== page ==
IPv4 Parsing Flaw In NPM Netmask Could Affect 270,000 Apps

chicksdaddy shares a report from The Security Ledger:

Independent security researchers analyzing the widely used open source component netmask have discovered security vulnerabilities that could leave more than a quarter million open source applications vulnerable to attack, according to a report released Monday, The Security Ledger reports. According to a report by the site Sick Codes, the flaws open applications that rely on netmask to a wide range of malicious attacks including Server Side Request Forgeries (SSRF) and Remote- and Local File Includes (RFI, LFI) that could enable attackers to ferry malicious code into a protected network, or siphon sensitive data out of one. Even worse, the flaws appear to stretch far beyond a single open source module, affecting a wide range of open source development languages, researchers say.

Netmask is a widely used package that allows developers to evaluate whether a IP address attempting to access an application was inside or outside of a given IPv4 range. Based on an IP address submitted to netmask, the module will return true or false about whether or not the submitted IP address is in the defined “block.” According to the researcher using the handle “Sick Codes,” the researchers discovered that netmask had a big blind spot. Specifically: it evaluates certain IP addresses incorrectly: improperly validating so-called “octal strings” rendering IPv4 addresses that contain certain octal strings as integers. For example, the IP4 address 0177.0.0.1 should be evaluated by netmask as the private IP address 127.0.0.1, as the octal string “0177” translates to the integer “127.” However, netmask evaluates it as a public IPv4 address: 177.0.0.1, simply stripping off the leading zero and reading the remaining parts of the octal string as an integer.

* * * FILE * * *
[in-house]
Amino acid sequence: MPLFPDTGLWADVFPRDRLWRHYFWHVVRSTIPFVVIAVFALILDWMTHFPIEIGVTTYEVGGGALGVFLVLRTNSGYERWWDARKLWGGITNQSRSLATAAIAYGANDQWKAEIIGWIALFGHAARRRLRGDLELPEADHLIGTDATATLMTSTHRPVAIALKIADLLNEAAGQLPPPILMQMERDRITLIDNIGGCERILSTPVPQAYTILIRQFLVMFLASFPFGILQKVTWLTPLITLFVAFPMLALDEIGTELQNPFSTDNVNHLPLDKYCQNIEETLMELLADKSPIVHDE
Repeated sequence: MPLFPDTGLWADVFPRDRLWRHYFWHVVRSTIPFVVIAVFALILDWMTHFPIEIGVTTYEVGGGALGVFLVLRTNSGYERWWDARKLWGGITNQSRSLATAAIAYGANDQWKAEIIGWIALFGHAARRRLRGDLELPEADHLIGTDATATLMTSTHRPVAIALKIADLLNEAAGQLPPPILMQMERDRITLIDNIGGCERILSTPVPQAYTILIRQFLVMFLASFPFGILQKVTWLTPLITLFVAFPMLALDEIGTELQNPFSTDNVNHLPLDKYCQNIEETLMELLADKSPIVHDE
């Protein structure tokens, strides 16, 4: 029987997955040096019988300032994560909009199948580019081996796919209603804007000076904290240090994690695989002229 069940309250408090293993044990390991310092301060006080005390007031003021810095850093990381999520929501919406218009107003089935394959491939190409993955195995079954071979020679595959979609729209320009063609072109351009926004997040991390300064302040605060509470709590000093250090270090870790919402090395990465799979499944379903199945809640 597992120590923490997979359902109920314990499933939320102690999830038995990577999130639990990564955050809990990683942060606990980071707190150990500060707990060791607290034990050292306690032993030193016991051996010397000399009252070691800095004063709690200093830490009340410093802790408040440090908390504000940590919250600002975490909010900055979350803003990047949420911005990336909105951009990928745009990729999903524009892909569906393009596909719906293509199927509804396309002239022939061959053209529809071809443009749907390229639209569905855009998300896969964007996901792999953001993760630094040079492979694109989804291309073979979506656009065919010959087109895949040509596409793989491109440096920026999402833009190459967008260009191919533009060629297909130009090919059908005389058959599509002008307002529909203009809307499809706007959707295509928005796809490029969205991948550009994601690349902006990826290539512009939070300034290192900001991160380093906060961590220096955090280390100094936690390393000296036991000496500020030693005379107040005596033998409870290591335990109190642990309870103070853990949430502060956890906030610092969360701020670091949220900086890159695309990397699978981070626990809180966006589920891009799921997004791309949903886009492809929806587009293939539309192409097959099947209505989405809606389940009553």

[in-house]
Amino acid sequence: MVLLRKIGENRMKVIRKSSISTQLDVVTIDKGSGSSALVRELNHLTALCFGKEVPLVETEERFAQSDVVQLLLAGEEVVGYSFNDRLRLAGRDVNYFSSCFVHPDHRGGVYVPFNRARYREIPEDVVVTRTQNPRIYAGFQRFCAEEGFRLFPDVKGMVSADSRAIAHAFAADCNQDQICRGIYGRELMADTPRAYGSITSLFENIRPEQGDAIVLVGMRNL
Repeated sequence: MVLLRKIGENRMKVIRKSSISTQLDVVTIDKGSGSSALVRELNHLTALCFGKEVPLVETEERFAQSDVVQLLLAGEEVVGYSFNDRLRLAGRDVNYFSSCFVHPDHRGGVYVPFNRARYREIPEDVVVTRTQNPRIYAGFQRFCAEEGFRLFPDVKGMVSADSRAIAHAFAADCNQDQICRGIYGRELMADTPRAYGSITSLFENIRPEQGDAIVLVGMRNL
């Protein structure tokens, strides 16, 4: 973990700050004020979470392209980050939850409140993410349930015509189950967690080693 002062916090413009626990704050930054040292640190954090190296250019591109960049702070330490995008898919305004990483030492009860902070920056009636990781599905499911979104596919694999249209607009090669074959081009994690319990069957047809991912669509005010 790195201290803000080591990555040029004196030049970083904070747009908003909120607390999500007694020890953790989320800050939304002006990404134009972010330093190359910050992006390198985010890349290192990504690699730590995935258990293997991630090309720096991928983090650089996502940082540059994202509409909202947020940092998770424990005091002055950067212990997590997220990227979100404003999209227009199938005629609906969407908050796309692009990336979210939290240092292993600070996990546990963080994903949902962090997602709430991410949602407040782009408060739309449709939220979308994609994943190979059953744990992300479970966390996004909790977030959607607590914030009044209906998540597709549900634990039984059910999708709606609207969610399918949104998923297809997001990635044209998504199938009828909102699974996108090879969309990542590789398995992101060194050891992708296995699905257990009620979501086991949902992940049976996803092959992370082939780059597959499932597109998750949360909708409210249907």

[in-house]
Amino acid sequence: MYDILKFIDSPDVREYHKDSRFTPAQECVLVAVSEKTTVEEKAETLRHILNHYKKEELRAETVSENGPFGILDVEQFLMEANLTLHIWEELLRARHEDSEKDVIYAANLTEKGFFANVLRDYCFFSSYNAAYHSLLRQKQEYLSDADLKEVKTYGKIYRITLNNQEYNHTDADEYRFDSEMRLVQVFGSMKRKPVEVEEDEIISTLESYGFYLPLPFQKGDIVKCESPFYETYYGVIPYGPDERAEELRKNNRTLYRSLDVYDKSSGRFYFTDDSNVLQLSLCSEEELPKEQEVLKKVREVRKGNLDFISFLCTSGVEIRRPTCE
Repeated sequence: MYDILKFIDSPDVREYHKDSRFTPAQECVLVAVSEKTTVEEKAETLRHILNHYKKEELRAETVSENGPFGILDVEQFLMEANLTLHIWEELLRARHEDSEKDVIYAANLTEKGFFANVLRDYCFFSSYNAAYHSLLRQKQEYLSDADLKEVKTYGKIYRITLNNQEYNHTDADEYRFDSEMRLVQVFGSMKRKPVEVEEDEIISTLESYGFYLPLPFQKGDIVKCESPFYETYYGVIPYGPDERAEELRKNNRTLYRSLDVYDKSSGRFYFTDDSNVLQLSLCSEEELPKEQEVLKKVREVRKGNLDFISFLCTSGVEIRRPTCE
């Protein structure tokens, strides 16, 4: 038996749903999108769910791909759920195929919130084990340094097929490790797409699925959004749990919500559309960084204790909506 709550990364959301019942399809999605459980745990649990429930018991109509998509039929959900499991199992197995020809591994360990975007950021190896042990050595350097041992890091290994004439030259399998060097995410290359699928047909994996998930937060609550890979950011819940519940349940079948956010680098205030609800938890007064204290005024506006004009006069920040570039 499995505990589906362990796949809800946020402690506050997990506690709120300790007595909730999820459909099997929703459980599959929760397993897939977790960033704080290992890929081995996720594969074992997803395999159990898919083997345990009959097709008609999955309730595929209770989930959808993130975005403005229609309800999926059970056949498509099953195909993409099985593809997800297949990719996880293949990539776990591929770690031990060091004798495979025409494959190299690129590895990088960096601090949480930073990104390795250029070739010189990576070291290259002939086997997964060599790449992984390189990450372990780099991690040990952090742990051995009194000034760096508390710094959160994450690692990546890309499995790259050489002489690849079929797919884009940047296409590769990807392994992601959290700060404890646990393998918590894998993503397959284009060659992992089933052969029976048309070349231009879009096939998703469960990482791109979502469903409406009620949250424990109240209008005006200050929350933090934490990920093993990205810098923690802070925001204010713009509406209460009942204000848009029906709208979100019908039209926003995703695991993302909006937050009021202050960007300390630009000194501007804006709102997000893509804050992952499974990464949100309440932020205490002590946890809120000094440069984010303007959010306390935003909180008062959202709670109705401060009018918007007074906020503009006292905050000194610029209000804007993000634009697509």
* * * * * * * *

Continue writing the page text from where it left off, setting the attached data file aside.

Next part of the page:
The implications for modules that are using the vulnerable version of netmask are serious. According to Sick Codes, remote attackers can use SSRF attacks to upload malicious files from the public Internet without setting off alarms, because applications relying on netmask would treat a properly configured external IP address as an internal address. Similarly, attackers could also disguise remote IP addresses local addresses, enabling remote file inclusion (RFI) attacks that could permit web shells or malicious programs to be placed on target networks. But researchers say much more is to come. The problems identified in netmask are not unique to that module. Researchers have noted previously that textual representation of IPv4 addresses were never standardized, leading to disparities in how different but equivalent versions of IPv4 addresses (for example: octal strings) are rendered and interpreted by different applications and platforms.

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